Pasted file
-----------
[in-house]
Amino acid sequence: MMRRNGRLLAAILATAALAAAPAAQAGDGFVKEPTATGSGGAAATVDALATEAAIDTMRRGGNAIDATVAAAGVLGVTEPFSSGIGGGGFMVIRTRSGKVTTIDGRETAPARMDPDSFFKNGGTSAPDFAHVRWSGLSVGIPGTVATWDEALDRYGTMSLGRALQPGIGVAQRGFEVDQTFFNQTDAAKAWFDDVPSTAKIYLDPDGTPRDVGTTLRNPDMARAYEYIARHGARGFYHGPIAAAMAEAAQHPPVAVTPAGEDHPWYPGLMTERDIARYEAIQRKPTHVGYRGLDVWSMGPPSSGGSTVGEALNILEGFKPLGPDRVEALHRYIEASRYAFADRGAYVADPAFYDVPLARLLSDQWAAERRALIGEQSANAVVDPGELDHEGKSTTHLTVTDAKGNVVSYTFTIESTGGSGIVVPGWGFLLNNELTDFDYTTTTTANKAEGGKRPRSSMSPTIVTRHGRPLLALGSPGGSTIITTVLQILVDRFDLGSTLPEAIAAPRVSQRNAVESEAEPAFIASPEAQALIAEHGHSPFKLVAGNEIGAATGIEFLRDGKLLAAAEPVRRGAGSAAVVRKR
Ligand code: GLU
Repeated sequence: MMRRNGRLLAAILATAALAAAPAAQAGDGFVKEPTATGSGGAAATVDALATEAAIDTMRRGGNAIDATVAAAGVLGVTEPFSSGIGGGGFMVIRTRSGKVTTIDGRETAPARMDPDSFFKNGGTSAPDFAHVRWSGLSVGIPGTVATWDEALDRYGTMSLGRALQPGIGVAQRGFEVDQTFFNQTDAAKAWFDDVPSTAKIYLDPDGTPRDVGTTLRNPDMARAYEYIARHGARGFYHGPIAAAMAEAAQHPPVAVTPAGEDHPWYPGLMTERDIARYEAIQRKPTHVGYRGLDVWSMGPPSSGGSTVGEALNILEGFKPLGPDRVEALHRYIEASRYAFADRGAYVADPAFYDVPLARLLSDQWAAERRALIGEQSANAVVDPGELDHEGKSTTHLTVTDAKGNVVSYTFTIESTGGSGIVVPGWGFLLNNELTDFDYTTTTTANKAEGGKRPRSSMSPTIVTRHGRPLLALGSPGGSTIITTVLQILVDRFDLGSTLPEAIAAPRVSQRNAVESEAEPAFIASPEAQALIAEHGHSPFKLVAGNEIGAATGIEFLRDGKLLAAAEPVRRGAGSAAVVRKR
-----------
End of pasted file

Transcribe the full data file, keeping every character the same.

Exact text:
[in-house]
Amino acid sequence: MMRRNGRLLAAILATAALAAAPAAQAGDGFVKEPTATGSGGAAATVDALATEAAIDTMRRGGNAIDATVAAAGVLGVTEPFSSGIGGGGFMVIRTRSGKVTTIDGRETAPARMDPDSFFKNGGTSAPDFAHVRWSGLSVGIPGTVATWDEALDRYGTMSLGRALQPGIGVAQRGFEVDQTFFNQTDAAKAWFDDVPSTAKIYLDPDGTPRDVGTTLRNPDMARAYEYIARHGARGFYHGPIAAAMAEAAQHPPVAVTPAGEDHPWYPGLMTERDIARYEAIQRKPTHVGYRGLDVWSMGPPSSGGSTVGEALNILEGFKPLGPDRVEALHRYIEASRYAFADRGAYVADPAFYDVPLARLLSDQWAAERRALIGEQSANAVVDPGELDHEGKSTTHLTVTDAKGNVVSYTFTIESTGGSGIVVPGWGFLLNNELTDFDYTTTTTANKAEGGKRPRSSMSPTIVTRHGRPLLALGSPGGSTIITTVLQILVDRFDLGSTLPEAIAAPRVSQRNAVESEAEPAFIASPEAQALIAEHGHSPFKLVAGNEIGAATGIEFLRDGKLLAAAEPVRRGAGSAAVVRKR
Ligand code: GLU
Repeated sequence: MMRRNGRLLAAILATAALAAAPAAQAGDGFVKEPTATGSGGAAATVDALATEAAIDTMRRGGNAIDATVAAAGVLGVTEPFSSGIGGGGFMVIRTRSGKVTTIDGRETAPARMDPDSFFKNGGTSAPDFAHVRWSGLSVGIPGTVATWDEALDRYGTMSLGRALQPGIGVAQRGFEVDQTFFNQTDAAKAWFDDVPSTAKIYLDPDGTPRDVGTTLRNPDMARAYEYIARHGARGFYHGPIAAAMAEAAQHPPVAVTPAGEDHPWYPGLMTERDIARYEAIQRKPTHVGYRGLDVWSMGPPSSGGSTVGEALNILEGFKPLGPDRVEALHRYIEASRYAFADRGAYVADPAFYDVPLARLLSDQWAAERRALIGEQSANAVVDPGELDHEGKSTTHLTVTDAKGNVVSYTFTIESTGGSGIVVPGWGFLLNNELTDFDYTTTTTANKAEGGKRPRSSMSPTIVTRHGRPLLALGSPGGSTIITTVLQILVDRFDLGSTLPEAIAAPRVSQRNAVESEAEPAFIASPEAQALIAEHGHSPFKLVAGNEIGAATGIEFLRDGKLLAAAEPVRRGAGSAAVVRKR